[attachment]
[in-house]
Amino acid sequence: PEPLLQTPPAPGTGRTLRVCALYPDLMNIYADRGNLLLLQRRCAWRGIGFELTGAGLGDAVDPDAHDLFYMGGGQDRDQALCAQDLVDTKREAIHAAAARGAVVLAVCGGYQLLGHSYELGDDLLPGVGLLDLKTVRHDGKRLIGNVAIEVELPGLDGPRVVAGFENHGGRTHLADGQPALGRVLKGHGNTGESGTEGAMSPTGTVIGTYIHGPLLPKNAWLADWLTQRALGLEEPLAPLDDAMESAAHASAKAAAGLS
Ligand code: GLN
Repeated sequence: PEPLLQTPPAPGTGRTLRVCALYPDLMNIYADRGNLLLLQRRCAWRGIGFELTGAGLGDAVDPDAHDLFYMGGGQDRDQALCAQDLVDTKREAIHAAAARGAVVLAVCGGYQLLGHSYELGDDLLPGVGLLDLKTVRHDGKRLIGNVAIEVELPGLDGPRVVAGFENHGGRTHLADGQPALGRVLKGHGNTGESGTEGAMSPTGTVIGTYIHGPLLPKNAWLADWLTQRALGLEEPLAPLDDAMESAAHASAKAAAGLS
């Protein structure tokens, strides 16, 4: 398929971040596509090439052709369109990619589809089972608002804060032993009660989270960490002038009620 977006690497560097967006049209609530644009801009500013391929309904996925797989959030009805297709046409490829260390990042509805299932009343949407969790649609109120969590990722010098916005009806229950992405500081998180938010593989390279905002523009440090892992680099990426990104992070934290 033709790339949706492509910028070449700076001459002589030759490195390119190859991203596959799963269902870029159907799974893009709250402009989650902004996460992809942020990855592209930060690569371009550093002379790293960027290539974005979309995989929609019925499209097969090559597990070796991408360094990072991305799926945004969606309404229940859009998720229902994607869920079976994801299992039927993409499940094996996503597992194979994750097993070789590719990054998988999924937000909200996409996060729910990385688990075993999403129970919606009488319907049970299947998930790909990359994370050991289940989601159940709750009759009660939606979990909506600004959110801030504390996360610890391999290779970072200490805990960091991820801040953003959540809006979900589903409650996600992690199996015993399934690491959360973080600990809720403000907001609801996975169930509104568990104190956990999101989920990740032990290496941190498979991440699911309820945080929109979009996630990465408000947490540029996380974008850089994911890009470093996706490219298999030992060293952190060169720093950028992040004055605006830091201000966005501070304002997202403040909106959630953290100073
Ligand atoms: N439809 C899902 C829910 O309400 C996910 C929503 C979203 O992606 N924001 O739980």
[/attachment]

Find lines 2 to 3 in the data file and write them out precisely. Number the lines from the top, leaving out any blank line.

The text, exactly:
Amino acid sequence: PEPLLQTPPAPGTGRTLRVCALYPDLMNIYADRGNLLLLQRRCAWRGIGFELTGAGLGDAVDPDAHDLFYMGGGQDRDQALCAQDLVDTKREAIHAAAARGAVVLAVCGGYQLLGHSYELGDDLLPGVGLLDLKTVRHDGKRLIGNVAIEVELPGLDGPRVVAGFENHGGRTHLADGQPALGRVLKGHGNTGESGTEGAMSPTGTVIGTYIHGPLLPKNAWLADWLTQRALGLEEPLAPLDDAMESAAHASAKAAAGLS
Ligand code: GLN